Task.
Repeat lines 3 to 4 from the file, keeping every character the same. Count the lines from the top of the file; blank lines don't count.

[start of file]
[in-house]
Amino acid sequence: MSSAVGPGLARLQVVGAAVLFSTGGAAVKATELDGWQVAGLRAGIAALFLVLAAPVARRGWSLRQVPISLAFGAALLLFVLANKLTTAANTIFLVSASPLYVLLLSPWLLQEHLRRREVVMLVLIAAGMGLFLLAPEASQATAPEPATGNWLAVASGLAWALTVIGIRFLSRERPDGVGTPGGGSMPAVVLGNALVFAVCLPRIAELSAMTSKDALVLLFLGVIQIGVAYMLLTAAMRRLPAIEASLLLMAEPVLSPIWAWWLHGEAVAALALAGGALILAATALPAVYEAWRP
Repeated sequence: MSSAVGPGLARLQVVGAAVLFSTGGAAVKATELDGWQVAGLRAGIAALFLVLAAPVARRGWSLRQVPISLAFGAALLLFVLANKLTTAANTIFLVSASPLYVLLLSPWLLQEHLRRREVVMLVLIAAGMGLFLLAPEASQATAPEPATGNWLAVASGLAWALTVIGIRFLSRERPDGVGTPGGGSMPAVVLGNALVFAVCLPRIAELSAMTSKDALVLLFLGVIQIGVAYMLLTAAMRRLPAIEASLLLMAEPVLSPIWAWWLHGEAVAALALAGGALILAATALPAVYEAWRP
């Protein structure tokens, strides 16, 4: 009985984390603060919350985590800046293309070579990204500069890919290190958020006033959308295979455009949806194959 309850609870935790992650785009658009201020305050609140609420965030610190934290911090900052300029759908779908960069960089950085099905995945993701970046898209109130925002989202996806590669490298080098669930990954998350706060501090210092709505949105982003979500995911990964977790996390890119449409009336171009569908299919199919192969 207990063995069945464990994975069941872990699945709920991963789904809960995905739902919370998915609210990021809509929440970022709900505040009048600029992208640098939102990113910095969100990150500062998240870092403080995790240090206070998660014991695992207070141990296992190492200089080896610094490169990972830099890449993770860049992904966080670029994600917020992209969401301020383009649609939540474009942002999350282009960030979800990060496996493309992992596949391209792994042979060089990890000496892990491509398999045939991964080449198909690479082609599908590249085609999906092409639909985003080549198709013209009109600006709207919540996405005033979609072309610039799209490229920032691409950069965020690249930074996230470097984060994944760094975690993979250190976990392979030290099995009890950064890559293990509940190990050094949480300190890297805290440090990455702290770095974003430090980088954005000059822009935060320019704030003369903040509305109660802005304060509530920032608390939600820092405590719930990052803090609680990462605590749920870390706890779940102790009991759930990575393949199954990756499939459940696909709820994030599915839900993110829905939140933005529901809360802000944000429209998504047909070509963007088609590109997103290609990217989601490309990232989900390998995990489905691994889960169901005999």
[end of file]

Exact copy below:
Repeated sequence: MSSAVGPGLARLQVVGAAVLFSTGGAAVKATELDGWQVAGLRAGIAALFLVLAAPVARRGWSLRQVPISLAFGAALLLFVLANKLTTAANTIFLVSASPLYVLLLSPWLLQEHLRRREVVMLVLIAAGMGLFLLAPEASQATAPEPATGNWLAVASGLAWALTVIGIRFLSRERPDGVGTPGGGSMPAVVLGNALVFAVCLPRIAELSAMTSKDALVLLFLGVIQIGVAYMLLTAAMRRLPAIEASLLLMAEPVLSPIWAWWLHGEAVAALALAGGALILAATALPAVYEAWRP
């Protein structure tokens, strides 16, 4: 009985984390603060919350985590800046293309070579990204500069890919290190958020006033959308295979455009949806194959 309850609870935790992650785009658009201020305050609140609420965030610190934290911090900052300029759908779908960069960089950085099905995945993701970046898209109130925002989202996806590669490298080098669930990954998350706060501090210092709505949105982003979500995911990964977790996390890119449409009336171009569908299919199919192969 207990063995069945464990994975069941872990699945709920991963789904809960995905739902919370998915609210990021809509929440970022709900505040009048600029992208640098939102990113910095969100990150500062998240870092403080995790240090206070998660014991695992207070141990296992190492200089080896610094490169990972830099890449993770860049992904966080670029994600917020992209969401301020383009649609939540474009942002999350282009960030979800990060496996493309992992596949391209792994042979060089990890000496892990491509398999045939991964080449198909690479082609599908590249085609999906092409639909985003080549198709013209009109600006709207919540996405005033979609072309610039799209490229920032691409950069965020690249930074996230470097984060994944760094975690993979250190976990392979030290099995009890950064890559293990509940190990050094949480300190890297805290440090990455702290770095974003430090980088954005000059822009935060320019704030003369903040509305109660802005304060509530920032608390939600820092405590719930990052803090609680990462605590749920870390706890779940102790009991759930990575393949199954990756499939459940696909709820994030599915839900993110829905939140933005529901809360802000944000429209998504047909070509963007088609590109997103290609990217989601490309990232989900390998995990489905691994889960169901005999």